Governor Linwood Holton, who, rather than that great, good, courageous Senator Ted Dalton, turned out to be Virginia’s first Republican Governor in modern times, made a point of enrolling his children in integrated public schools in the City of Richmond rather than any of the still segregated private schools which, as a highly successful lawyer, he could easily have afforded.

We do not have to speculate about how Governor Holton would vote on Ballot Question No. 1, because, thank God, he is very much alive, and like Governors Chuck Robb and Mark Warner and Tim Kaine, and former Congressman Caldwell Butler, he has stated emphatically that he intends to vote NO!

My wife Mary and I were there on the steps of the Lincoln Memorial in 1963 when the Reverend Doctor Martin Luther King, Jr., decorated and dignified American history by declaring “I Have a Dream.”

Truly not meaning any conceit, I follow his lead in saying that I, too, have a dream: It is that the once grand, progressive, reformist Republican Party of Virginia will soon learn how to let loose of the ferocious tiger that it has had by the tail for too long now, which is the disproportionate influence of backward-looking religious extremists who insist that everyone must live the same way, the way the extremists choose for us all to live, and no other.

Yet, at a time when more Americans than at any time in our history choose, for their own personal reasons, not to enter into traditional marriage, when credible polls show that already 59% of Virginians favor allowing civil unions, when even President George W. Bush has said publicly that he is not opposed to allowing States under the Federal Constitution to create civil unions as an alternative to traditional marriage for same-sex couples like Mark and me who wish to express to the world their love and fidelity and commitment.

Ballot Question No.1 would amend the Bill of Rights of the Virginia Constitution authored by George Mason in order to deprive the General Assembly of the power to respond to modern changes in domestic living arrangements, which may or may not in time prove satisfying and utilitarian to those who adopt them, but which are certainly not necessarily harmful just because they represent changes.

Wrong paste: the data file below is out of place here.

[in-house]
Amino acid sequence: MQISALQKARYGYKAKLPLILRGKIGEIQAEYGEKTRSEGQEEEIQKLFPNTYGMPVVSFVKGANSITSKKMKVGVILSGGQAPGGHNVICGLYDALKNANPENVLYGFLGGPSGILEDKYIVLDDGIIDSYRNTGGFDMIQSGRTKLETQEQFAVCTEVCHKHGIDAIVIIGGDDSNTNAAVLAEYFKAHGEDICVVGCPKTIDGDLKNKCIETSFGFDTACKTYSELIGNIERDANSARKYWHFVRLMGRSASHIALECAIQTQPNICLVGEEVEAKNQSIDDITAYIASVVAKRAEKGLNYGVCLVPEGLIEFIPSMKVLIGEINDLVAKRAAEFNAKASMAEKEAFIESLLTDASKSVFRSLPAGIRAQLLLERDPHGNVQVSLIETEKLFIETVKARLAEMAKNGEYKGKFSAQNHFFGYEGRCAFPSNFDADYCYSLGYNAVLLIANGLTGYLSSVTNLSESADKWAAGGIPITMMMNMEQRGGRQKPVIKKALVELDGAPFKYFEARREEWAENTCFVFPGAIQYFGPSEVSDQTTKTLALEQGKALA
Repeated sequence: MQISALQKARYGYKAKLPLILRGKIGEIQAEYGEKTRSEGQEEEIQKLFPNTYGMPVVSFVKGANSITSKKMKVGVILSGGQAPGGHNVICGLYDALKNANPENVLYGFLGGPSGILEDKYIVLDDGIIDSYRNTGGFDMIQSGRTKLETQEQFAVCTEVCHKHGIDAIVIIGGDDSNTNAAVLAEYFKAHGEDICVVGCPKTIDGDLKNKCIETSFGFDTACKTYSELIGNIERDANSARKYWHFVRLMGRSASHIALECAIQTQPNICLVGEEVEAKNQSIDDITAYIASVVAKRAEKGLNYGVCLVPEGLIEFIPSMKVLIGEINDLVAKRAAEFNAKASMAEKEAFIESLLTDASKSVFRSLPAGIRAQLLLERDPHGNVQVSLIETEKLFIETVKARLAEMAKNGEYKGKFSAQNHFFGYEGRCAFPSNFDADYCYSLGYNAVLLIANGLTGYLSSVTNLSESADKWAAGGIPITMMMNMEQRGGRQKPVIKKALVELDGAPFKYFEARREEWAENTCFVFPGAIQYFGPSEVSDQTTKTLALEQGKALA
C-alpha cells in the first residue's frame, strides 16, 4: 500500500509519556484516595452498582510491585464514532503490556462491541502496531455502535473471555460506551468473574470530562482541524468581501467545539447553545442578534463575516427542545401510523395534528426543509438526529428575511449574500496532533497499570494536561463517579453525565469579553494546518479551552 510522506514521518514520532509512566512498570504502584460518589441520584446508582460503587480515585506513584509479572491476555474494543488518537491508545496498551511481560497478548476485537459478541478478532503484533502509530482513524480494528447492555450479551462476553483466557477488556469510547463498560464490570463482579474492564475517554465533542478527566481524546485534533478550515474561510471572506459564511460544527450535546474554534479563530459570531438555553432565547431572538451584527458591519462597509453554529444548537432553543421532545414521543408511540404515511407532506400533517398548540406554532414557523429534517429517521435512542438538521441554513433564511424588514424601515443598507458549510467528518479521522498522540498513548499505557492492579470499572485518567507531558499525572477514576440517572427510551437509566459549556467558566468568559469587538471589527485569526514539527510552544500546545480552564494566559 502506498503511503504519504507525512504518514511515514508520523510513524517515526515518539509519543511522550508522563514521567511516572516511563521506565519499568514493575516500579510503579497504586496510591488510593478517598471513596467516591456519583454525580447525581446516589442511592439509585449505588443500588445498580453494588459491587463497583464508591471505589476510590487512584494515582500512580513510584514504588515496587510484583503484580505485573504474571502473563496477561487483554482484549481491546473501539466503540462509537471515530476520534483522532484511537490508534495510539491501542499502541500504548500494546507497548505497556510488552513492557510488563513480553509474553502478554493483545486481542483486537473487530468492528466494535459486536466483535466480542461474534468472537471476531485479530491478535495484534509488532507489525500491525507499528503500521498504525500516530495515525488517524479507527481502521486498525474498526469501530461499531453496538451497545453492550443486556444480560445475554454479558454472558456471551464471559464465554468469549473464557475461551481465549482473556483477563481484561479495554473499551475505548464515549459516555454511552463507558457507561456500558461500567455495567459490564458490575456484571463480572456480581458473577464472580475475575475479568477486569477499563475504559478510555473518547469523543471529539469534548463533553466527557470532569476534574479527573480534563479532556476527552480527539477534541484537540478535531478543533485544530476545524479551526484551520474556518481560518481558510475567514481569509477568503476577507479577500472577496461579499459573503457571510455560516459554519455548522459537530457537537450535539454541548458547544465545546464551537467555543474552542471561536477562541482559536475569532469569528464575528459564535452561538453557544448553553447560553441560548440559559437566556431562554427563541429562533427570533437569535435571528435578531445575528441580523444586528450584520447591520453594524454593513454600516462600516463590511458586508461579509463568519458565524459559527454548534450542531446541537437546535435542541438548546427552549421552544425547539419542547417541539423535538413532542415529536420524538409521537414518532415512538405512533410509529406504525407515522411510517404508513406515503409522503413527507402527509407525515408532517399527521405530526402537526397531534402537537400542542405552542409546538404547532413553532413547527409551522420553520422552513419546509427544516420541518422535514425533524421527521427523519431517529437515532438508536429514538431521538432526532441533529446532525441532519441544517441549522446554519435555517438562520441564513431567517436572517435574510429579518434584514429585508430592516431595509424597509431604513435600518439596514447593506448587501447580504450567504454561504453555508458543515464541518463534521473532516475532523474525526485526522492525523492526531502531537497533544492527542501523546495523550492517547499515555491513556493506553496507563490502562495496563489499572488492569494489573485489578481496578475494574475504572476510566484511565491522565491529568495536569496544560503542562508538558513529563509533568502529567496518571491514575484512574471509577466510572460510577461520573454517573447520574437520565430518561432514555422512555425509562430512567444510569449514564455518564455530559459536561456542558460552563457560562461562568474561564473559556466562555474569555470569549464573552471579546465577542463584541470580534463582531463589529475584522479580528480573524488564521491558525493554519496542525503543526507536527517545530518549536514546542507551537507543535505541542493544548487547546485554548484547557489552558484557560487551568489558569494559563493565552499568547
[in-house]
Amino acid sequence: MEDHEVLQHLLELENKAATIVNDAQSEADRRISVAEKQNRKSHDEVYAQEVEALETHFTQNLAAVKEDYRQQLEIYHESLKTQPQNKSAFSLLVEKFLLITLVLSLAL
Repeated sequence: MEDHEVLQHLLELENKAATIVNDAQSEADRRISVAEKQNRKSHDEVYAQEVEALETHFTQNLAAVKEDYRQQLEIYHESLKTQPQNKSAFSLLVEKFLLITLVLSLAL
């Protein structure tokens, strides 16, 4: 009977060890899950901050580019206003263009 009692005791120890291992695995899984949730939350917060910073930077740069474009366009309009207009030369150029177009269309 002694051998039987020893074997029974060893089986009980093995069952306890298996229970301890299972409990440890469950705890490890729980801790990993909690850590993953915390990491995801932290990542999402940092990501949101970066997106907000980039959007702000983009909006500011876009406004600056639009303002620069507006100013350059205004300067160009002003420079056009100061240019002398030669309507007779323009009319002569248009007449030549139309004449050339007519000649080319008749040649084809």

That is no way to celebrate, of all things, the 400th anniversary of the founding of Jamestown. I urge my fellow Virginians, including Republicans who may at this moment still feel a need to follow their consciences only in the secrecy of the voting booth, but whose Party, if the amendment is defeated, will be the most direct beneficiary of the reduction of the undue influence of those ever-fearful souls–to be pitied rather than despised–who have never been blessed by God with the vision and courage of Jamestown’s founders—the folks who are always back on the shore of the Old World, staring without comprehension at those who lift anchor and sail away toward something new and, they hope, better.

I urge all of my fellow Virginians, regardless of Party, who want to know just what it was like to enjoy the thrill of supporting Ted Dalton, whether he won or not, just because he was so very, very right on the most burning social issue of his day, in utter disregard of the ire of the staunchest defenders of the Old World that was then a-dying, to join me on November 7th by voting NO to Ballot Question No. 1, by taking this, the best chance they may ever have in their lives to vote NO to fear of The New World.

Sam Garrison lives in Roanoke, is a former Commonwealth’s Attorney for the City of Roanoke, and is now a member of the State Central Committee of the Democratic Party of Virginia.

October 24, 2006 Posted by | civil unions, discrimination, politics of marriage | 3 Comments

Virginians Deserve Better

Yesterday Lowell at Raising Kaine posted a diary where he shared the stories of several Virginians who were concerned that the possible passage of the Marshall/Newman Amendment – Ballot Question 1 – would drive good Virginians from the Commonwealth.


I know that Virginians are concerned that our leaders in the General Assembly have placed us on the wrong path.  I know that they are concerned for their futures, and I know that they are sad to see our Commonwealth consider the enactment of a law which will discriminate against their fellows, rather than include all of us as equals in society.


I’ve lived in Virginia nearly all my life.  I love this place, and my profession would make it difficult to move.  But damn, sometimes it’s tough.


I maintain because I know so many people of good will in this state – Republicans and Democrats – who understand that orientation has nothing to do with ability or worth.


I maintain because I know that this state’s history is unique in the nation. Virginia chartered America’s liberties, then worked most strongly to restrict them, and finally began the process to redeem itself by electing a leader from the ranks of the formerly disenfranchised.  Virginia is America.